Some come to rekindle old friendships and others come just for the fun that can only be experienced the Scouts West way.
IHWR is held north of Barstow, California at the Barstow KOA Campground. For reservations call 1.800.562.0059... Be sure to mention Scouts West or IHWR so your space/spot will be on our side of the campground. Make your reservations early, as they fill up fast.
This is a great location that truly loves having us there as much as we love being there. The festivities start Friday Morning with a pancake breakfast (monies raised go to our charity). Friday evening is our world-famous potluck dinner – everyone’s welcome – just bring your favorite dish to share. After our dinner you will understand why we all drive Scouts. We can’t fit into Jeeps.
While this is an IH event, it is open to all vehicles and participants who enjoy great scenery and an amazing catered BBQ dinner.
Saturday morning starts with guided trail runs (scenic to hard) into the backcountry of the Calico Mountains. There is also a Friday night trail run for the night owls that like to go bump in the night.
Some prefer a more stationary day and ready their IH vehicles (truck or tractors) for the Show-n-Shine. After a safe return from the trails, the true festivities begin with a fantastic BBQ dinner, Show-n-Shine judging, and everyone’s favorite event – the raffle. It’s an opportunity to win some great prizes and there’s even a special one, just for the kids.
With the monies received from our raffles, we have supported some great causes over the years, from the California Four Wheel Drive Association (Cal4Wheel) to the GARY SINISE FOUNDATION, Wounded Warriors, and Children’s Hospital of Orange County. This year, we have chosen a truly worthy cause, the VET HUNTERS PROJECT.
Their mission is to assist in ending Veteran homelessness. They look under bridges, washes, canyons, streets, etc. to find them and connect them to the resources to aid them in getting off the streets. VET HUNTERS also uses funds to aid vets in financial assistance from groceries, utility payments, auto repairs, rent, and medical bills. See their Face Book page, VET HUNTER, or visit vethunters.org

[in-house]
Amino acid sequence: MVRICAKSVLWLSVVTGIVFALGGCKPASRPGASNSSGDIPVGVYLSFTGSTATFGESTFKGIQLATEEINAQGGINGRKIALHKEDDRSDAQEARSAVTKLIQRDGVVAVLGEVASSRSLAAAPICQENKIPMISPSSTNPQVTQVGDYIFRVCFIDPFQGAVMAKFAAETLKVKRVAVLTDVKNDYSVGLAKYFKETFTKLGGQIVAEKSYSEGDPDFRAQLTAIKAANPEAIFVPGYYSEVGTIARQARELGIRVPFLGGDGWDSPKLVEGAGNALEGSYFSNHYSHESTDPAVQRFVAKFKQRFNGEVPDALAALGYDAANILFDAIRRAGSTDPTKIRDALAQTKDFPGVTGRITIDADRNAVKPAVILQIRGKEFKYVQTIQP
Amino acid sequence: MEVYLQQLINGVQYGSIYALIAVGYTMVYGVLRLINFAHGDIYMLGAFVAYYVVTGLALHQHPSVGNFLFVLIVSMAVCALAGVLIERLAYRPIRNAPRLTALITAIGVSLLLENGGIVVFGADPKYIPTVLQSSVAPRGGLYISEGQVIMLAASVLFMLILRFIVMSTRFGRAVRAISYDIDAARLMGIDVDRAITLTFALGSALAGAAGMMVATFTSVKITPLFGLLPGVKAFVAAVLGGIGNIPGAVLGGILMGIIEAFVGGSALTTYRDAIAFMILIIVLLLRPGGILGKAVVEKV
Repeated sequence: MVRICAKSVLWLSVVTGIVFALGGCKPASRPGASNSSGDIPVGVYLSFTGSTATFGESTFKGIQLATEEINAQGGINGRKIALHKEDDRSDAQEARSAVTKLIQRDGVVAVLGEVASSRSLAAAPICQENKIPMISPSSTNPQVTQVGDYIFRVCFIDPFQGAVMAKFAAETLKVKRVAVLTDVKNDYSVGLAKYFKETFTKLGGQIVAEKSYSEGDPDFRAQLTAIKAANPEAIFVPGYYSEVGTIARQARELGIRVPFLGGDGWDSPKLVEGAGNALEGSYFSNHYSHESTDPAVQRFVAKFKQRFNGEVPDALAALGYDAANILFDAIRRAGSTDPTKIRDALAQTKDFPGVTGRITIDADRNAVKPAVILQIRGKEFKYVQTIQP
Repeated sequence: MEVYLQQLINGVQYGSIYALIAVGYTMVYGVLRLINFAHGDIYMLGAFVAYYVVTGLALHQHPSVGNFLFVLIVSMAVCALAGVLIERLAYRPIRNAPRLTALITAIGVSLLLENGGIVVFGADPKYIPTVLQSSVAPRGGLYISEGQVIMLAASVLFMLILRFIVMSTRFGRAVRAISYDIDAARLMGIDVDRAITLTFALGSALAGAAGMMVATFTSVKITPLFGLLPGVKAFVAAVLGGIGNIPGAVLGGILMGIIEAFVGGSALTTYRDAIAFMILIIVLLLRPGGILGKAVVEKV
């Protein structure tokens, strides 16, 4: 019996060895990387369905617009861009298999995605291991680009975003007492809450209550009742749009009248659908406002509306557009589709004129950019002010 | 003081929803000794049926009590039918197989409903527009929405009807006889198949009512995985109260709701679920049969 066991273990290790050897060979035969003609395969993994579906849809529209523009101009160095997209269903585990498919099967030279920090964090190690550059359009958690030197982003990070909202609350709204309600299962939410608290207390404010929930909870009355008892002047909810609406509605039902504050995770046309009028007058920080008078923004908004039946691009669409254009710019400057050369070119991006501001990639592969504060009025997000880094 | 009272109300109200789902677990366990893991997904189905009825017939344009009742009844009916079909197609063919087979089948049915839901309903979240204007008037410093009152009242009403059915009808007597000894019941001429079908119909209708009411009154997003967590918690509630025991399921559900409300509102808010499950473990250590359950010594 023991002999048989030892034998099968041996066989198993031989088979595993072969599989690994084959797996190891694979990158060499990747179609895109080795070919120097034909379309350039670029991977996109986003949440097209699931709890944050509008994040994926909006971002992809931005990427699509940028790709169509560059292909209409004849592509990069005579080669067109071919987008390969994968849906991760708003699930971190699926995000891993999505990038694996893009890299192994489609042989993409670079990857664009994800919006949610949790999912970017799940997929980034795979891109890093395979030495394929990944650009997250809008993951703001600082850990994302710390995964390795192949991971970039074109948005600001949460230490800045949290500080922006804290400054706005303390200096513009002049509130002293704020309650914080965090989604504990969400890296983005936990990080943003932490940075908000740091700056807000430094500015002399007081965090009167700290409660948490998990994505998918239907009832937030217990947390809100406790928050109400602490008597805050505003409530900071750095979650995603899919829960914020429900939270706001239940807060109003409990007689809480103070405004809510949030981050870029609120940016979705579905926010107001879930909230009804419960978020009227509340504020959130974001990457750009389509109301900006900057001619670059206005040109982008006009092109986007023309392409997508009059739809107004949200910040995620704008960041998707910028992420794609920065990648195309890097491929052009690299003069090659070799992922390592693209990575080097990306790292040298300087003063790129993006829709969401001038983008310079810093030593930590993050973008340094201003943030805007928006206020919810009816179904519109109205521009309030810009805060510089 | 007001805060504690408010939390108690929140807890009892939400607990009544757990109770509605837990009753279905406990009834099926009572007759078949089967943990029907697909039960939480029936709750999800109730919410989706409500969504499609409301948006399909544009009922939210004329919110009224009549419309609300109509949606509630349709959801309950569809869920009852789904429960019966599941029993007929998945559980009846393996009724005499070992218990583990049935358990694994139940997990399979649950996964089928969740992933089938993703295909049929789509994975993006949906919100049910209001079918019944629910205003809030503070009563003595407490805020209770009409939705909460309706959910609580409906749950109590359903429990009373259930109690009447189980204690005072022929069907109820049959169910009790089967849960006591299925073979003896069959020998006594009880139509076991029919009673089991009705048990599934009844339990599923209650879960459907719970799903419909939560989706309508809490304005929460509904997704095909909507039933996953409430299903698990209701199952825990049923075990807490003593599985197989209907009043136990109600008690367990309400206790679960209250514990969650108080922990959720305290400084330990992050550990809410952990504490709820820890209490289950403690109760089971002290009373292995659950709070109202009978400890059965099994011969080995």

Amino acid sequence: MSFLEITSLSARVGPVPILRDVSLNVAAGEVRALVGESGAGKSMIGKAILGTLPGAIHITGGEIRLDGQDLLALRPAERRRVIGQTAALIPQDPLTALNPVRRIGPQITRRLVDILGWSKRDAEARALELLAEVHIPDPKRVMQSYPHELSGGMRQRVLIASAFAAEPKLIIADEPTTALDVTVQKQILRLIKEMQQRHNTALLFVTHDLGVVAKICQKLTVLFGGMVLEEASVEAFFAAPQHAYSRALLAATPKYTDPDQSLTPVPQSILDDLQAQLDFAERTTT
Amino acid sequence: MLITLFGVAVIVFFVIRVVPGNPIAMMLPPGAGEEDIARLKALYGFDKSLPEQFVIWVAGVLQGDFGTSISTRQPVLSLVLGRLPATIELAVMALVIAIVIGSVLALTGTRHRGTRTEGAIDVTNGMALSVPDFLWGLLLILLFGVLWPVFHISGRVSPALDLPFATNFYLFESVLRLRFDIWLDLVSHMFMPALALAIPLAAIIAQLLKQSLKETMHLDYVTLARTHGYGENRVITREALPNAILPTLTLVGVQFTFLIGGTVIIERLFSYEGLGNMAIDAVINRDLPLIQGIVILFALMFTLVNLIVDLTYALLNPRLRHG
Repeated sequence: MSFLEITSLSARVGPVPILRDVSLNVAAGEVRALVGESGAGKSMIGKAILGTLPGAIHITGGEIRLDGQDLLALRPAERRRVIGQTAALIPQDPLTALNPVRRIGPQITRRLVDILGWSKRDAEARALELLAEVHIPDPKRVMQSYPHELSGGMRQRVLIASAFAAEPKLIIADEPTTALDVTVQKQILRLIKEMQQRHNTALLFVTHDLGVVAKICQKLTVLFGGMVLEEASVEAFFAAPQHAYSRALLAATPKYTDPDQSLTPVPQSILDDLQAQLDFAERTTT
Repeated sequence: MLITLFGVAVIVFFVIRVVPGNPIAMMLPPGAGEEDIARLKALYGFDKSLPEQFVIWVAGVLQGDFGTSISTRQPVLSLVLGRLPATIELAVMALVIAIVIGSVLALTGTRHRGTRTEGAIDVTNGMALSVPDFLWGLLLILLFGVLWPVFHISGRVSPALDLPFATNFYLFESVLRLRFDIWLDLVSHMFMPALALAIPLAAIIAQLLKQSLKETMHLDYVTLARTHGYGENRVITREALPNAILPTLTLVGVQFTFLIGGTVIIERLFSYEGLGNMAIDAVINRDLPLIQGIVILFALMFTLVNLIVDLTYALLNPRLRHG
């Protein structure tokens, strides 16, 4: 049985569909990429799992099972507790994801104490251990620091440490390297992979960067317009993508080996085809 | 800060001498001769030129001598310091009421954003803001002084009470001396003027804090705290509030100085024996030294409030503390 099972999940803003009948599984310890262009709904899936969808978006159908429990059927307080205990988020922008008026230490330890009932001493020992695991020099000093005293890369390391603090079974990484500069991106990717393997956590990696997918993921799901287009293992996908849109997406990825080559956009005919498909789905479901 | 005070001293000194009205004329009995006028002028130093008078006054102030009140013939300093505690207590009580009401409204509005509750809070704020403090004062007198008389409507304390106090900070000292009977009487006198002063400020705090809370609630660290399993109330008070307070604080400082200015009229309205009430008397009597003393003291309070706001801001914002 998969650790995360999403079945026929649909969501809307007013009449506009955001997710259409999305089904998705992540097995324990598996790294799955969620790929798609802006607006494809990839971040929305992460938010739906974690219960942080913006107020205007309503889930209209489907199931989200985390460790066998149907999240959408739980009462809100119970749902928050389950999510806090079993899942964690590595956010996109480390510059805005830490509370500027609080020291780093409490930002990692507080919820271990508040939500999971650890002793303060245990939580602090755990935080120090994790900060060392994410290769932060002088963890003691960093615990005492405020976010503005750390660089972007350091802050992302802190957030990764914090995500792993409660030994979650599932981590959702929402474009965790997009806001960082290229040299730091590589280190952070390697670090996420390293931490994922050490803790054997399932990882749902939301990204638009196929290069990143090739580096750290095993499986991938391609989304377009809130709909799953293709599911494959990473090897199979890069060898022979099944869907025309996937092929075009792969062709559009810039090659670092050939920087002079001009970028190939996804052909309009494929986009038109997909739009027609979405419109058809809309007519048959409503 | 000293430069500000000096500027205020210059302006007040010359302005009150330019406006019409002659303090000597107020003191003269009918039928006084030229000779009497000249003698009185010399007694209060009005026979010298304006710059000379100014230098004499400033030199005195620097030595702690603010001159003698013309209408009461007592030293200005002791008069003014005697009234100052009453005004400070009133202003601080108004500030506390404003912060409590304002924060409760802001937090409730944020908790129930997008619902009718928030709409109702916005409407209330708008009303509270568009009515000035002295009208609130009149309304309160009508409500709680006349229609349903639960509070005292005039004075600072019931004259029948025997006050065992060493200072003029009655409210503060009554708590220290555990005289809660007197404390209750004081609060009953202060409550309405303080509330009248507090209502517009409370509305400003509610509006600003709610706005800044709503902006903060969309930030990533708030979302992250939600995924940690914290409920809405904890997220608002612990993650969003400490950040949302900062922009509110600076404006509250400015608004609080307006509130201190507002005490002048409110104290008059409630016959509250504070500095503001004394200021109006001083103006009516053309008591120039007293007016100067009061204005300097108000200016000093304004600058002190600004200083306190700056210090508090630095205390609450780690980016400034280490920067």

Fritz will lead us on a trip back to Barstow. Getting off at Barstow Rd., we will head to Mojave River Valley Museum. Arrangements are in the works to get a docent to give us a personal tour. :"The Mojave River Valley Museum is dedicated to the preservation and promotion of the scientific, historical and cultural heritage of the Mojave River Valley". Starting in 1964, they have a great collection of knowledge which provides an interesting history of the Barstow area. Covering the period before the arrival of Father Garces in 1776, through those pioneers, miners, railroad and present day space program. The Museum has local papers back as far as 1911 to over 20,000 photos of the area. This is a fun, fact-filled adventure.
Next, we head down (north) Barstow Road to visit the Desert Discovery Center, 'DDC'. "The Desert Discovery Center (DDC) is surrounded by 12 acres of public land located in the heart of Barstow, California. The mission of the DDC is to develop and implement a comprehensive formal and informal education center with programs focusing on the natural, cultural, and historic resources associated with the Mojave Desert." The 'Old Woman Springs Meteorite' is on display.
From here, we will stop for lunch on old Route 66, followed by the final stop on this informative journey at the Route 66 Museum and Western Armerican Railroad Museum, (WARM). The Route 66 Mother Road Museum "displays a collection of historic photographs and artifacts related to Route 66 and the Mojave Desert Communities. Displays include development of the United States Route 66 from early pioneer trails, railroads, automotive history, businesses and sites." The Western America Railroad Museum collects, preserves and shares the history of railroading in the Pacific Southwest for all who love railroads and railroading. W.A.R.M. provides educational forums with interpretive and historical displays that focuses on both Railroad History and the development of Railroad Technology. W.A.R.M. encompasses not only the past, but the present and future as well, realizing that such a broad scope is essential to understanding the role of western railroading in America. Both are located next to each other in the historic Harvey House.
When we have filled our quest for knowledge of the vast history of the mojave river area, we can head back north to the KOA.